Carrot or Stick? Should Patient Decision Aids Be Rewarded or Required?

Don kemper

  1. Should we incent or require providers to prescribe patient decision aids?
  2. Should we incent or require consumers to use patient decision aids?

Over-treatment is the most celebrated cause of runaway health care costs, but we shouldn’t blame the doctors. The fee-for-service system sets them up for over-treatment. First, they have been taught that offering all possible cures to every patient is good medicine. Second, malpractice law pushes them toward offering more testing and services, not less. And third, they generally get paid more when they do more. It’s hard to buck a triple-threat system like that without a little help from the patient. Fortunately, it’s not that hard for patients to provide that difference.

Patient decision aids are tools that help people participate with their doctors in key medical decisions. These aids are useful when there is more than one medically reasonable option to diagnose or treat a health problem—particularly when the options have different costs, risks, or benefits that some people might value differently than others.

To be “official,” a patient decision aid should meet all or most of the extensive criteria laid out in the International Patient Decision Aids Standards (IPDAS). The IPDAS standards ( include both content and process requirements that together assure that the decision aids are balanced and easy to use, include people’s preferences, and help in making decisions. NCQA and other organizations are considering developing an independent certification process for decision aids based on IPDAS standards—perhaps as early as 2010.

Yes, requiring (or at least incenting) physicians to provide decision aids to patients is a very good idea. Doctors, with very few exceptions, are trying to do the right thing. They don’t intentionally try to over-treat because of the financial rewards. But over time, the steady influence of a fee-for-service economic bias leads to standards of practice that make it just too easy to go with the medical flow. Incenting doctors to provide decision aids to patients is enough to tip the scale in the other direction so that the economic bias is neutralized.

Yes, we should require (or incent) consumers to use patient decision aids. Cost control in health care can never be restored without the help of the patient. But most consumers have been in the passive patient mode for so long that they need a little help re-engaging in the shared decision-making process. Some combination of carrots and sticks for the patient will speed the adoption and increase the value of patient decision aids.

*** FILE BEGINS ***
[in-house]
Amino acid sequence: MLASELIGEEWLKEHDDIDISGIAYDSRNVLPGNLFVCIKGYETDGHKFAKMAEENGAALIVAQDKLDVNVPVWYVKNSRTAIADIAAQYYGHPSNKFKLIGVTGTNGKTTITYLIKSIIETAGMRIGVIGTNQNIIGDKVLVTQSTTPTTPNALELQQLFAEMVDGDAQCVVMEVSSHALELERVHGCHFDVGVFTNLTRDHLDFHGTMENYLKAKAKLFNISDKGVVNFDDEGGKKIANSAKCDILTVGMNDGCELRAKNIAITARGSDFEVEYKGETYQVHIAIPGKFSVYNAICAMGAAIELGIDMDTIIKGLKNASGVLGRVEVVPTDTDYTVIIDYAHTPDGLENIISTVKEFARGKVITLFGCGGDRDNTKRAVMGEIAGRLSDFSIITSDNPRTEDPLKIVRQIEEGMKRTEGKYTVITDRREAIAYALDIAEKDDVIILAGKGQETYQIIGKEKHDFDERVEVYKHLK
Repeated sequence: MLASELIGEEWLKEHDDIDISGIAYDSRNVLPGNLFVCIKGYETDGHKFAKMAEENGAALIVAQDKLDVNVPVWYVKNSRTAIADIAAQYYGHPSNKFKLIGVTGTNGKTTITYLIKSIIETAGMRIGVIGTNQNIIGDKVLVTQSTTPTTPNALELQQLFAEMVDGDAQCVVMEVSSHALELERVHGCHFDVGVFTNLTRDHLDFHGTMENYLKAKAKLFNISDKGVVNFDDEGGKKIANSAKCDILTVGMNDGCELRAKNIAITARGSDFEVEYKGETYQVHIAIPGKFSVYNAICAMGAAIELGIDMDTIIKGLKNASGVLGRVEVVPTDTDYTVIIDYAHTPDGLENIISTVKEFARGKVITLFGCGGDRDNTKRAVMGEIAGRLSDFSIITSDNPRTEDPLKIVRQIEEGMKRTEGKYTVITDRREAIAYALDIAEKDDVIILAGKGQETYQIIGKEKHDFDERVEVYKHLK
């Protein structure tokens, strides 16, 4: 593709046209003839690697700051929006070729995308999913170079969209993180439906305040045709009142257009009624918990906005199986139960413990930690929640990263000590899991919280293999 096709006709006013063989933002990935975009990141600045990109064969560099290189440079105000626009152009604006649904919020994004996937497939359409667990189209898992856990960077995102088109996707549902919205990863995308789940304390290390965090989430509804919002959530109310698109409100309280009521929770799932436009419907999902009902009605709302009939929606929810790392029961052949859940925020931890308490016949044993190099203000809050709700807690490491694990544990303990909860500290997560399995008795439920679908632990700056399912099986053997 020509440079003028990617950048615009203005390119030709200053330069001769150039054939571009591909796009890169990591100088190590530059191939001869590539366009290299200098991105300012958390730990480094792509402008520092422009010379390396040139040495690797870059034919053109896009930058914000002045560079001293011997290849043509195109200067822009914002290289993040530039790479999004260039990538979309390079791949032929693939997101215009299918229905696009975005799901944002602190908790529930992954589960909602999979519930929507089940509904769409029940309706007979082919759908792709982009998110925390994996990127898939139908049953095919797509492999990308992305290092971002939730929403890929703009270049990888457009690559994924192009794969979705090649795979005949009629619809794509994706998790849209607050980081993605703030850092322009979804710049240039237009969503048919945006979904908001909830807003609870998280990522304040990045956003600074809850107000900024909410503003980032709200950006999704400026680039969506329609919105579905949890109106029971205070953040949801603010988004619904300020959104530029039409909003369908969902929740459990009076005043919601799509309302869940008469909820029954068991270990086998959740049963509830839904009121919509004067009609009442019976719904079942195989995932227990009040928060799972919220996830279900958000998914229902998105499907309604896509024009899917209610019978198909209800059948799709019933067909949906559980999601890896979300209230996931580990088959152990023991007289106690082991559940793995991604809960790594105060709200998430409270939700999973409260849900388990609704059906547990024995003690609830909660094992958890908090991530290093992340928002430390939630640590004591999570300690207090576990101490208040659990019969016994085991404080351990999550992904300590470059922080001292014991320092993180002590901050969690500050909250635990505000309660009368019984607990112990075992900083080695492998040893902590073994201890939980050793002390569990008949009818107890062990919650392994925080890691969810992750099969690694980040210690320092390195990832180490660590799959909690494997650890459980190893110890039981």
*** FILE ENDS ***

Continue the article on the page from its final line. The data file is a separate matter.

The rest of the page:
Don Kemper is the CEO of Healthwise. This blog piece is based on a white paper by the same title. Read the full paper here. Learn more about the new generation of decision aids at

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Categories: Physicians

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6 replies »

  1. Spike,
    In 1968 the SOAP note became the standard of documentation. In 1995 Documentation standarts expanded to a vast degree, further increased in 1997, just to get paid. Coders look for bullet points and basically score a chart for whether the documentation supports a certain “level”. All this programming for documentation essentially changed the practice of medicine, making it more cumbersome, less productive and more dangerous for the doc who might get audited and required to return losts of money retrospectively, without any regard to the quality of care actually delivered.
    The quality of the documentation does not really reflect the quality of care. It does reflect the government control over doctor behavior. There is a huge disconnect between care and documentation.
    I can remember what I did for you with far less documentation than is required for care.

  2. Wait, what? So this is me asking from pure ignorance, but how much of the documentation during a medical visit would actually happen without the threat of litigation or claim denial? Isn’t documentation good just so you’ll remember what you just did to me the next time you see me?

  3. Doctors and patients have disagreements all the time, no matter what the reason from the patient. When the rift places the doctor at perceived liability risk, the patient gets to sign out AMA (against medical advice).
    Accountability costs me 25% of gross income. By the time each chart is dictated, coded, filed, refiled, paid and posted, the overhead per record is significant. Factor in my time wasted dictating just to get paid and just to provide fodder for the attorneys and you have cost me the opportunity to see 2-3 more patients per hour. So don’t try to claim that accountability will save money. Once all the costs are compiled over the proper denominator, accountability costs, not pays.

  4. Interesting that we are still referring to our health care system as “fee-for-service”. I thought that health care costs were being “managed” by MCO’s that 25 years ago became the gatekeepers of health care services with promises of slowing/reversing the rising costs of health care. That experiment has been a dismal failure and yet those companies still exist and still siphon off huge amounts of health care dollars to support their for-profit nature – with no results and no benefits to consumers.

  5. The idea is preposterous, adding another layer of officious intermeddling with medical care.
    If Congress, Medicare, and other insurers halted the freeze on fees and compensated doctors to provide cost effective and accountable care, many layers of interference would disappear and what will evolve to be unneeded hospital beds will close.
    Pity the poor hospital administrators and lower level intermeddlers when they are on the unemployment line.

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